Henry, Matt and I stood around listening to crunches and crashes from inside. After a couple of minutes, the noises stopped and the building was still standing. When we opened the door, a large black cube filled the far end of the garage. The tub of slurry and the pile of metal dust had been pushed over towards the wall. Henry’s three computers and their table had also been pushed over.
“Let’s go back to the office and talk about it over coffee,” said Matt.
I turned toward the house immediately. Henry lingered for a few seconds seemingly tabulating the damage, then he too turned to join us.
With Jon out of earshot, Henry felt free to ask, “What’s with your brother?” He nodded toward the office door.
“He resents my money,” said Matt.
“That’s probably most of it,” I concurred.
Henry took that in without comment. Jon was not in sight when we got inside. Henry and I sat down at the table with fresh coffee.
Matt started going through the cupboard over the sink. “Are there any of those oatmeal cookies left?”
“I finished them last night,” replied Henry.
A toilet flushed in the distance.
“Don’t worry about food as far as I am concerned,” I said. “I’m not hungry.”
As soon as Jon stepped back into the office, he fired off, “So what do you want from us? It’s not like we have any money to invest.”
Matt glanced at Henry. “Well to be brief, we’re looking for ideas. I showed it to a couple of the big boys, but there was no follow-up.”
Henry added, “I put together a few of those robot dolls thinking to introduce kids to the technology. But no big distributor was interested in picking up the line and I only ever sold a few hundred on the coast.”
Matt picked up the ball, like they had discussed this part of their presentation beforehand. “I got him going with building materials, because that was what made sense to me. But when I showed it to a guy I know in the business, he just freaked. He didn’t want anything to do with it.”
I didn’t know what to say and Jon was equally silent.
“Like I said, I have always worked on the principle that if you show people a better way, they will beat a path to your door, but in this case it doesn’t seem to be working and I’m not sure what to do.”
“Matt this isn’t just a ‘better way’; it is a disruptive technology.” Jon was vehement.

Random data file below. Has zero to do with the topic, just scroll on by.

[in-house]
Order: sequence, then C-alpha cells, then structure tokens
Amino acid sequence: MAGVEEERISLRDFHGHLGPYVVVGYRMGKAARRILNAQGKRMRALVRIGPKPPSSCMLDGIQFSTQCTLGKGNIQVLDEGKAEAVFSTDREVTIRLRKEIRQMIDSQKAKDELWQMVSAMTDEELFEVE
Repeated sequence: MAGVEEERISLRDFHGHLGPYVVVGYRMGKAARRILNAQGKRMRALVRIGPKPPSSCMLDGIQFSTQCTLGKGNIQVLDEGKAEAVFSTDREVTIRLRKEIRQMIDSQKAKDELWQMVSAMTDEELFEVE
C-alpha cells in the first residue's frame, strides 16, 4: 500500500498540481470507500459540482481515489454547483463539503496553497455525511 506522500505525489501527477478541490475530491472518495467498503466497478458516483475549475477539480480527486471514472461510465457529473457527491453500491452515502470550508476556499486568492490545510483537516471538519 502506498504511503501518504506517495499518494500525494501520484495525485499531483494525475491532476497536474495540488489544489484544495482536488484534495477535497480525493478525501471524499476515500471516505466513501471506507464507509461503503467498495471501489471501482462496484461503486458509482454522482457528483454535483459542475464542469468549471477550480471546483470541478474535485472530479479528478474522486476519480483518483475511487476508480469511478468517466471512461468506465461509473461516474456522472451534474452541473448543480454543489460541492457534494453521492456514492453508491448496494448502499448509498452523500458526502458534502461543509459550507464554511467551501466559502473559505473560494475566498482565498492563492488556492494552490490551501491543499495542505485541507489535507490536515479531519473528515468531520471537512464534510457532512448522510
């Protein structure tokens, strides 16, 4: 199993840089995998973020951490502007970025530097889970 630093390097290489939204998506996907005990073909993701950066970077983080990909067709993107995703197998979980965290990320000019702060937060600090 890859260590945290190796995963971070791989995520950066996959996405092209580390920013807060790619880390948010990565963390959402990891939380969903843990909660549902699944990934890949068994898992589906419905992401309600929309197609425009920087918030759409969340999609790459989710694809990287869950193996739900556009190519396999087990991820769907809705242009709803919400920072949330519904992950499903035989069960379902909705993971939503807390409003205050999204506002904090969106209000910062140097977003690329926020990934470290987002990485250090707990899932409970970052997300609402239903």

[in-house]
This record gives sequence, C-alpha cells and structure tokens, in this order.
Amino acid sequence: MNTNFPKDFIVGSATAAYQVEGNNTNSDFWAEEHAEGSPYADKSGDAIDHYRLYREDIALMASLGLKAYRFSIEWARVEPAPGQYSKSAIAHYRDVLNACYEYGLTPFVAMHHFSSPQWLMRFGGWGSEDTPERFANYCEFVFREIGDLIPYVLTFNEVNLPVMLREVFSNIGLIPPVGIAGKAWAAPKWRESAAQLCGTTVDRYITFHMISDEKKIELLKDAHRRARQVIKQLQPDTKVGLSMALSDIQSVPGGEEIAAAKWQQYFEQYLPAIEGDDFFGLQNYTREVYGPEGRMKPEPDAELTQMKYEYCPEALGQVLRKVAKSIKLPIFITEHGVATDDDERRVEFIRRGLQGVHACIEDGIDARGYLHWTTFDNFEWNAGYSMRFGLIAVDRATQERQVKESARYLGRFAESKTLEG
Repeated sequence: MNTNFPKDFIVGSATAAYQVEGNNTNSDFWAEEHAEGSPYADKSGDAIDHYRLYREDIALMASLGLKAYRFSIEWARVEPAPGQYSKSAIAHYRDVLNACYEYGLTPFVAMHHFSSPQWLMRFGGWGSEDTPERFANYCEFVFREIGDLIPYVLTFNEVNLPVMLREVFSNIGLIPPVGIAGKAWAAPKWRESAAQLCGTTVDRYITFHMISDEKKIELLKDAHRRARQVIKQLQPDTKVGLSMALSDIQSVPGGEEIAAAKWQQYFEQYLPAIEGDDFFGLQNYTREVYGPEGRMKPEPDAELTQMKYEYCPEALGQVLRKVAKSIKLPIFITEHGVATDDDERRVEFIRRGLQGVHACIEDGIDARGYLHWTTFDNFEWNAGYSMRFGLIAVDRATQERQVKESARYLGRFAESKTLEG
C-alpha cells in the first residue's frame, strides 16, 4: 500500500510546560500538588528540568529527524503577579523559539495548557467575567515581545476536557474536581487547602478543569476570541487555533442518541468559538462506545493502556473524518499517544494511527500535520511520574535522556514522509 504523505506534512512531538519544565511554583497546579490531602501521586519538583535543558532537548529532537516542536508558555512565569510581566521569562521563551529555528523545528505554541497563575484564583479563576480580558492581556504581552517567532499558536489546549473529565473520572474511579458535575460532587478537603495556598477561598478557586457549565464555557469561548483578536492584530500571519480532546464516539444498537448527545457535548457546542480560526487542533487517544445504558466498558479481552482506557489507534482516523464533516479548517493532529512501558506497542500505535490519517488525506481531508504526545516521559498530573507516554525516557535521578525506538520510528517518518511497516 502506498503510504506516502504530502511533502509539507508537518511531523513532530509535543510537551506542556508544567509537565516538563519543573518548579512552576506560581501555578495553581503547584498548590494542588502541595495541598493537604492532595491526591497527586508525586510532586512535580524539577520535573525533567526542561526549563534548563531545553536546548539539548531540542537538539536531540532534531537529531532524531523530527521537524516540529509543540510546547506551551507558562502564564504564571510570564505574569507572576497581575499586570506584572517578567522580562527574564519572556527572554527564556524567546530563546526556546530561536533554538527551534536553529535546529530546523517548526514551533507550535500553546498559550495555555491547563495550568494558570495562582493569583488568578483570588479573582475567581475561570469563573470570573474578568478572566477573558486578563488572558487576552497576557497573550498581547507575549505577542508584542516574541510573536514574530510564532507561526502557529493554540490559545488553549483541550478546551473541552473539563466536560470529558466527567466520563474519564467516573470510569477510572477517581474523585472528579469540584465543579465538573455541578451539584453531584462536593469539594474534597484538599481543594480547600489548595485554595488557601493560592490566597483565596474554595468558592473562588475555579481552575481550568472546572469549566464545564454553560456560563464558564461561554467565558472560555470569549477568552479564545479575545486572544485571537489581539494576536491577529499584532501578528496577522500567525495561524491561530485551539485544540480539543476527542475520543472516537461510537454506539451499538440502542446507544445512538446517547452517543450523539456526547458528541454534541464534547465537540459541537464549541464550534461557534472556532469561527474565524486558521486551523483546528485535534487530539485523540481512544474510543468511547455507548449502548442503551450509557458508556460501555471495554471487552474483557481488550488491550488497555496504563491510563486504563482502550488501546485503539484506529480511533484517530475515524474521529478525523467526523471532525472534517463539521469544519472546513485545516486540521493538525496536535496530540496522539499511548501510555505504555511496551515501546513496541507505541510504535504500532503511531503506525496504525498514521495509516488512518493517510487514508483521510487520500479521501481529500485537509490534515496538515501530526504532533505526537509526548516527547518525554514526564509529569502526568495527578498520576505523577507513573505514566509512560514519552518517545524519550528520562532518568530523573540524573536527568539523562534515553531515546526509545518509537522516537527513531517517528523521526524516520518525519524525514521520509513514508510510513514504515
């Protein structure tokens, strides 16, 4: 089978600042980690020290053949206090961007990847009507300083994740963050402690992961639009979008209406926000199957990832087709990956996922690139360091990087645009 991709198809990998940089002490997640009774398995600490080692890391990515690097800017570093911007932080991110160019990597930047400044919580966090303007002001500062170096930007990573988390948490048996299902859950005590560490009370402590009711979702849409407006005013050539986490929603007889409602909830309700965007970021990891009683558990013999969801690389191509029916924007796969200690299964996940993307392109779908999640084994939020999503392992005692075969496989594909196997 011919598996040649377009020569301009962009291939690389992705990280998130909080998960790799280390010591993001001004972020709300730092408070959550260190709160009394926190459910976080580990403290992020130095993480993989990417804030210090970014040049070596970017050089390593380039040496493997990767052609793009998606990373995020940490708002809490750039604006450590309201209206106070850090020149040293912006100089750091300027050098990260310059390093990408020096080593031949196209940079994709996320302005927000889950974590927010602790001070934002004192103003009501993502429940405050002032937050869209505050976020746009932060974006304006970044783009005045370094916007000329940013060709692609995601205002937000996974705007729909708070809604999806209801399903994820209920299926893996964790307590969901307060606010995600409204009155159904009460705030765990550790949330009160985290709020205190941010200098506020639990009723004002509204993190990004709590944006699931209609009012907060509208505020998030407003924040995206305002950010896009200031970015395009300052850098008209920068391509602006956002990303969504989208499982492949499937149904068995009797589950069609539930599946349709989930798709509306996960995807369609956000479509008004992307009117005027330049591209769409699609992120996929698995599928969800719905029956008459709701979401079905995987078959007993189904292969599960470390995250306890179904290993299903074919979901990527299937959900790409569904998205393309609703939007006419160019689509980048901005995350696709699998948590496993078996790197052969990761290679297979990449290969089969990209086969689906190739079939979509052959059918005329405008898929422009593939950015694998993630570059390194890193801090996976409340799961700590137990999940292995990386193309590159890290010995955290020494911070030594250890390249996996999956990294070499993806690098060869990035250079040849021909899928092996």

“Yeah it has that potential,” Matt agreed.
“No. It’s not potential. It will turn everything upsidedown.”
“Maybe.” Matt was not about to react to Jon’s emotionalism.
“There will be people and corporations that don’t like it. You’ll be cutting in on somebody’s established business.”
“I understand the problems. Why do you think you’re here?” Matt and Henry looked at each other. I could tell they were both thinking of a previous discussion, probably about the usefulness of bringing us in.
Jon was oblivious to this byplay and wrapped it all up with, “You’ll be lucky if you don’t wind up ensconced in some black lab.”
I stared at Jon in surprise, but he wasn’t interested in connecting. He looked at his watch and said, “I have to leave. I have a meeting at 18:00.”
We stood up simultaneously. I held my hand out to Henry, “Pleased to have met you.”
He took my hand and nodded without replying. Jon didn’t offer his hand, but Henry didn’t seem to notice. Matt, Jon and I trooped out the front, leaving Henry gazing at the draughting table display. He did not look pleased.
Jon surprised me just as he was getting onto his government scooter. He turned back to Matt as if he had been deliberating whether to say anything and then had to get it off his chest quickly. “You take care. Watch out for Henry. There is more to him than meets the eye.”
“Oh I know that. Trust me. I know.”
I got on my bike and rode home.
Excerpted from _The Bottleneck Years_ by H.E. Taylor
For further information see:
A Gentle Introduction.
Last modified October 9, 2012